2. Just hit the Linux files button, then select the distro you are using (assuming you have more than one distro to choose from, for 99% of people this will be Ubuntu, or Debian.). If it is the first time I have used the GWSL server in a while, sometimes it will make me select from a 3 menu, where there is another Files option (it didn't pop-up for me this time, so note that its called files something).

    Below is an image of a screenshot taken from my desktop. Your filesystem should like like this.

    IMPORTANT: Make note of the file-path in the Windows filebrowser

    NOTE: The file path should be to the distro that you deleted your ~/.bashrc file from. If it's not, you're going to be fixing (or breaking) a distro, that was never broken in the first place, and you're going to have to do this twice.

    enter image description here

  • I forgot the arrow on this one, but you want to open the etc folder — which is the same as the /etc/... directory when your navigating the file-system from the file-system from a native terminal using your shell, (bash in this case).
  1. Once you pop etc open, open the folderskel. Again, this is the equivalent to etc/skel/.... This directory is copied each time a new user is added to the system, it keeps a defaultly configured ~/.bashrc file, because every user needs one, which is why you're doing this, because you no longer have one.

    Don't just double-click the /etc/skel/.bashrc file. Read step 4 first.

  2. Like I said above, you should see a .bashrc file. right-click it, and open it with an editor. I like to use VS Code personally. It should pop up right as day if you followed the instructions correctly. DON'T EDIT IT, OR COPY & PASTE IT YET.

  3. Go back to your Windows file-navigation window that you opened up your Linux filesystem in, and navigate back to your distros home directory, mine reads \\wsl$\Ubuntu-20.04, if you use the general Ubuntu distro it should read \\wsl$\Ubuntu.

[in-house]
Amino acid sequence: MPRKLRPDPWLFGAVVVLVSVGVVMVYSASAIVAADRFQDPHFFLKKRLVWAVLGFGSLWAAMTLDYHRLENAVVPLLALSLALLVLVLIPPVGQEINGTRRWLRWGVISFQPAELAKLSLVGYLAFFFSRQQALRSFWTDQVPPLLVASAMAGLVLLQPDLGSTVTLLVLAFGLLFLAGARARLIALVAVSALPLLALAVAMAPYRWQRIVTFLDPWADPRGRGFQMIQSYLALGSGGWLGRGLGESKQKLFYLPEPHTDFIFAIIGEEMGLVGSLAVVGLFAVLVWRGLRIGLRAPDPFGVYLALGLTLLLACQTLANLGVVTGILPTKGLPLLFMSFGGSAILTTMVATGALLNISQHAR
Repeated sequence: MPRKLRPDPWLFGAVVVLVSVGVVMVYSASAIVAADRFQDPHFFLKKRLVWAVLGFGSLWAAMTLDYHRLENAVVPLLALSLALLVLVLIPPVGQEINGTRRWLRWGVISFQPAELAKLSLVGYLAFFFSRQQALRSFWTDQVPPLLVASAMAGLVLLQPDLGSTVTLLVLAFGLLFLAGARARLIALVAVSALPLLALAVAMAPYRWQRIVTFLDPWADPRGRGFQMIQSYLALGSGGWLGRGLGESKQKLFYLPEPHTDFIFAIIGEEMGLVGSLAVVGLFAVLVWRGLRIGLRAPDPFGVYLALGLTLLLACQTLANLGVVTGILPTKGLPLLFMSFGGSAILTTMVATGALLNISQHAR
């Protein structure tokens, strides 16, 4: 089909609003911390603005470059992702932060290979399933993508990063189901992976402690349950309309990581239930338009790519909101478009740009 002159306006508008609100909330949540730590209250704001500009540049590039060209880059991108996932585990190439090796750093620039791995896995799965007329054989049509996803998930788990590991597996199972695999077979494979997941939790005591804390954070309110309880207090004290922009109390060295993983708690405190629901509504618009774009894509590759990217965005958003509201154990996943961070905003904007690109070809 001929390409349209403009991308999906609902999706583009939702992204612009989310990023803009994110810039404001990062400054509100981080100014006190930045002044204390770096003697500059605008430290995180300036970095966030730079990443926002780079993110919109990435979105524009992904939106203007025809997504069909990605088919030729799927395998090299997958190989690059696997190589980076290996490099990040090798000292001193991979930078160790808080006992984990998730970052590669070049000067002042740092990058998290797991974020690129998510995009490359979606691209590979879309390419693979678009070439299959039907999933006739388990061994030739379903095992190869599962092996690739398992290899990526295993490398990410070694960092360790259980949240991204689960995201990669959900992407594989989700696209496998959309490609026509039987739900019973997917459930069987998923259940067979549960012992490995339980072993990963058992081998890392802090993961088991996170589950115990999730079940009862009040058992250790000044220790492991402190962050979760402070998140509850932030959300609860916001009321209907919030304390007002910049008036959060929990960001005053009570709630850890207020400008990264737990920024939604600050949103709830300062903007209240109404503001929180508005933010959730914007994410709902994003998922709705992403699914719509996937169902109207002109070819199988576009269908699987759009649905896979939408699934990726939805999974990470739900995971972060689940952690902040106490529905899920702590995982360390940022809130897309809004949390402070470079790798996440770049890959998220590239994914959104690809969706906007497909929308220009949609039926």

NOTE: Depending you have Windows configured the path may look different, but when you copy and past it, it should look like the paths I just posted (remember we're in Windows now, so we are using backslashes, rather than forward slashes).

    From your distro's base directory — which in Linux would be a simple forward slash / — open the folder home (in Linux this is /home).

    You should see a folder with the name of your user, open it.

  4. You should now be in \\wsl$\Ubuntu-20.04\home\$YOUR_USER_NAME (obviously $YOUR_USER_NAME is not literal semantics, and should be replaced w/ "your user name".) I have learned over time, that sometimes these small things need to be said, for those with less experience, so I apologize to the experienced users looking for a quick solution.

    Once you're in \\wsl$\Ubuntu-20.04\home\$YOUR_USER_NAME right-click and hover over new in the right-click menu. It should open another menu where you can select a file type select a file type (I select text), any file works, we're going to get rid of the extension anyway. After creating the new file, name it .bashrc, then open it.

    Last but not least:

    Copy and paste the contents from the editor into your new .bashrc file, and you're done.

  • I know I need to edit this, I have some grammatical errors, I am tired, and will do a full edit in the morning. If someone does come along and edit this, thank you for helping. Its hard writing good thorough answers, and editing each others posts makes stack exchange network a much better place to offer solutions, and find solutions.
    – j D3V
    Nov 5, 2021 at 4:31